Lately I've come to dread coming across the word modo. Is it going to be an adverb meaning "just a moment ago" or "only (this and nothing more)", or a noun for "a way of doing something", "a musical measure", "a grammatical mood", "a unit of measurement", "a boundary", or some sense I've never heard of from the apparently limitless meanings of this word?

I suppose this minuscule suffering gives me a little empathy for people undergoing the troubles of learning English, which I was just reading about, where "just" shares some of the adverbial meanings, but also has an adjectival meaning related to justice--and not just "just" has this difficulty in English, but so do most common words, most infamously "set".

But…maybe that bit of empathic suffering could help me perceive modo more as Roman would. Often it helps to understand a primary meaning, which people understand the secondary meanings as extensions of, appropriately modified to fit whatever they're currently talking about. Is there some common or primary meaning here, in relation to which all the others make sense?


On the other hand, now that I've gotten access to de Vaan…

De Vaan points out that both modŏ and modō are attested, and suggests that the adverb did in fact originate from the noun. He derives modus from PIE *med- "measure out" (albeit with an unexpected vowel change), which would make "measure" the original meaning of the noun.

It also seems to have had the connotation of "limit": see the related moderāre "to set limits" (>moderate), modestus "limited" (>modest). So the adverb modõ "only" would come from the ablative singular, something like "by the limit". The connection between "only this and nothing more" and "limit" does make sense, and the shortening of final vowels is certainly attested: as sumelic points out, brevis brevians is a well-known phenomenon.


It seems unlikely that there's a connection between these two: if modo came from the ablative of modus (which is indeed a common source of adverbs), we would expect modō, not modŏ.

The most recent source I could find on this was the Rev. J. W. Donaldson, "On the Etymology of the Latin particle modo", in the Transactions of the Philological Society from 1854 (!). I'm sure there are more reliable and recent sources out there: in particular, De Vaan might have a much more reliable Proto-Indo-European origin for the adverb.

But Donaldson agrees with me:

With this [evidence] before us, we may as well take leave of the old etymology, as absolutely irreconcileable with the use of the adverb. I will only add, that if modŏ had in the slightest degree the sense of modō, Cicero would not have written (De Orat. ii.34.146.), "qui ea mediocriter modo consideraverit," nor would Sallust have composed such a sentence as the following (Cat. xxxix. 6.) : "Cujusque modi genus hominum, quod modo bello usui foret." And although there is no difference in the forms of the two words, it must not be forgotten, that while the last syllable of the ablative mŏdō is regularly and properly long, the usage of all the poets confirms the doctrine of Probus (p. 1424), and Festus (p. 140, Müller), that the particle mŏdŏ is a pyrrhichius [that is, two short syllables].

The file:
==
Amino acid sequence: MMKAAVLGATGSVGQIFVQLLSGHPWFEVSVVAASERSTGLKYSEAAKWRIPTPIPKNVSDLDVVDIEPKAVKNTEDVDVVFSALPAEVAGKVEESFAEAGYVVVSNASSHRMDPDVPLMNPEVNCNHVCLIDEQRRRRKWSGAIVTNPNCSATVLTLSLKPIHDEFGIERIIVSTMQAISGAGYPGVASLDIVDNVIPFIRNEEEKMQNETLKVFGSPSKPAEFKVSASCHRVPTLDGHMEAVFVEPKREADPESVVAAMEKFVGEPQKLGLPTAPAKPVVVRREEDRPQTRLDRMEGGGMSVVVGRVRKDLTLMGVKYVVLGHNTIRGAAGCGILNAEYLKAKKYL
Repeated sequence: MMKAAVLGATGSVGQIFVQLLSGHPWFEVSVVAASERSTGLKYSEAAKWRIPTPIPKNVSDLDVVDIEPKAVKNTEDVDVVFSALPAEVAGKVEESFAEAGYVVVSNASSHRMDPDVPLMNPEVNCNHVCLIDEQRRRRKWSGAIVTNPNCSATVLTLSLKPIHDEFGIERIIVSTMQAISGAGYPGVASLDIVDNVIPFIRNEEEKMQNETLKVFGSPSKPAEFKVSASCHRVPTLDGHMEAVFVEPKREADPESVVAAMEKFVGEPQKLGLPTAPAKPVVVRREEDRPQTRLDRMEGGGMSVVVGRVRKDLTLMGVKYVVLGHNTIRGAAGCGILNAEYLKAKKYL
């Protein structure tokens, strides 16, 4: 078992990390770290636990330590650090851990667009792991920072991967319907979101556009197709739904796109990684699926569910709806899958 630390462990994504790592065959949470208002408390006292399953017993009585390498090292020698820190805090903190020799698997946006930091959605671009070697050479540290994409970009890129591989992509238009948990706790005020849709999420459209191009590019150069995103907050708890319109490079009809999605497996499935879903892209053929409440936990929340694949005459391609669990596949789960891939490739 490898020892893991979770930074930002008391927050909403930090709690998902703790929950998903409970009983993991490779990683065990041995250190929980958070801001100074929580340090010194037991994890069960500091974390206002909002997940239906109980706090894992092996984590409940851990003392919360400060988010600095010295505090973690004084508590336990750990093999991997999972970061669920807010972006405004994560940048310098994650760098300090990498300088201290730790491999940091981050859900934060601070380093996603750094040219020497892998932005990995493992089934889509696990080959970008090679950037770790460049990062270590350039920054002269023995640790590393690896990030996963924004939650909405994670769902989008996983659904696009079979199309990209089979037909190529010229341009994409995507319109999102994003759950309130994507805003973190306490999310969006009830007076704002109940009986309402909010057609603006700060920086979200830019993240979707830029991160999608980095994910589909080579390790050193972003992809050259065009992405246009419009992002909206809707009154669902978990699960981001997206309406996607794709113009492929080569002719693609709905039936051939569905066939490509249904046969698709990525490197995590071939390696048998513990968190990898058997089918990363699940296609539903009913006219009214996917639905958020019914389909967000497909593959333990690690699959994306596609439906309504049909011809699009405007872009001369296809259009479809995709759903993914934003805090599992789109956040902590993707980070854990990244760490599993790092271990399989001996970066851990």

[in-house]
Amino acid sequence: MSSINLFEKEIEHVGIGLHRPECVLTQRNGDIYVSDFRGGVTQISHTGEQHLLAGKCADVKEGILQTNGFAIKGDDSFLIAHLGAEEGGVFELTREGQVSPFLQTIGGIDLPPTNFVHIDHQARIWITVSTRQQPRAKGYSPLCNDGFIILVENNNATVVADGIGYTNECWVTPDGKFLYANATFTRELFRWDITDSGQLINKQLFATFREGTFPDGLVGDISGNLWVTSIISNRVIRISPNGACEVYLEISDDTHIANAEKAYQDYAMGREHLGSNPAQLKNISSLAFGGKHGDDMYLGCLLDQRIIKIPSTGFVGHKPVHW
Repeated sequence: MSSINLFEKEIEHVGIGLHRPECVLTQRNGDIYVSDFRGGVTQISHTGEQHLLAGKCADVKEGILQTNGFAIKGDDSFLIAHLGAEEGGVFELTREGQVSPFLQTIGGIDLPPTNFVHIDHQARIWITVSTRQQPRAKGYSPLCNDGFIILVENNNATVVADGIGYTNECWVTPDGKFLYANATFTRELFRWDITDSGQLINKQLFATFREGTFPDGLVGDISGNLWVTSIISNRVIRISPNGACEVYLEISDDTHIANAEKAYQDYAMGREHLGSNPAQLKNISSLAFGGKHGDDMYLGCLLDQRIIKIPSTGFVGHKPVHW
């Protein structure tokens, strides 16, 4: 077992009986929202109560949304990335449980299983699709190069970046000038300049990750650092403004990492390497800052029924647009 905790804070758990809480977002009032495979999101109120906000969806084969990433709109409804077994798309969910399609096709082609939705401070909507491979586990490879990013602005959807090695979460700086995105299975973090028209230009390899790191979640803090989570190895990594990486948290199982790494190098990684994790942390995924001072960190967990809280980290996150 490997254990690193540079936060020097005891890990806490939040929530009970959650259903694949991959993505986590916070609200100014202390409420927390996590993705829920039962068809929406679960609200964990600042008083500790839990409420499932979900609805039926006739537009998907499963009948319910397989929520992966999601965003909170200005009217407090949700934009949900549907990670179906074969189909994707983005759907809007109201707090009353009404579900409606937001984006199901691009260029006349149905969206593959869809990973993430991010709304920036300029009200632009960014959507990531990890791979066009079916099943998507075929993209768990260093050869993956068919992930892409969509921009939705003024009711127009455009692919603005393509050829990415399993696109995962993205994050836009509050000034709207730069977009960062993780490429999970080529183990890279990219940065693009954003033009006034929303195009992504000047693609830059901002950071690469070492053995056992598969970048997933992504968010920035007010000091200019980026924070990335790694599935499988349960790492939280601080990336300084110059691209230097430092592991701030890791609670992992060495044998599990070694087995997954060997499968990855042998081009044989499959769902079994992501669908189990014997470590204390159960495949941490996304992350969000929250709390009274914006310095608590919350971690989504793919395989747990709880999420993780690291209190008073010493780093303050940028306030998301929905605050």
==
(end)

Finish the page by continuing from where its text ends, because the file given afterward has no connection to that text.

And he doubles down on this when responding to critics of his work:

A Member maintained that all the meanings of mŏdŏ could be deduced naturally from the original one of "by measure, only." If this can be done, it is a pity that it has not been done. All the attempts, with which I am acquainted, are utter failures […]

His suggested etymology is from Greek μοὶ δός or the Latin equivalent *mihi dō "give me" > *mīdō > modo, comparing it to cĕdŏ from *ce "here" + , and explaining the *ī > ŏ by comparison to *hī diē > hŏdiē "today". But I don't buy his analogy: surely * would be in the ablative, *, to agree with diē? He has other analogies, but all of them go back to PIE ablaut patterns in verbs.

Anyone with access to more recent scholarship is welcome to supplant this answer! I'm also interested to see if there's a strong PIE etymology for mŏdŏ.

  • "we would expect modō, not modŏ"—Wouldn't "brevis brevians" work as an explanation of the short vowel in the last syllable of "modŏ"?
    – Asteroides
    May 17 '18 at 6:07
  • @sumelic That would explain it in verse, but I've never seen brevis brevians sticking around in an inflected form (it always seems to be undone by analogy if there are other forms to analogize from), and mŏdŏ is also listed as pyrrhic by the grammarians.
    – Draconis
    May 17 '18 at 15:59
  • My understanding is that BB is thought to have applied in ordinary speech as well as verse. What you say about the long vowel being restored by analogy in inflected forms seems to be true in general, but it doesn't seem unreasonable to suppose that once "modo" came to be thought of as an adverb, it was no longer thought of as an inflected form of "modus", even if it originated from the ablative case. De Vaan says modus is the source of modō̆ 'just, only'
    – Asteroides
    May 17 '18 at 22:25
  • (L&S has a list of a few places where the last syllable is supposed to scan long: perseus.tufts.edu/hopper/…)
    – Asteroides
    May 17 '18 at 22:27

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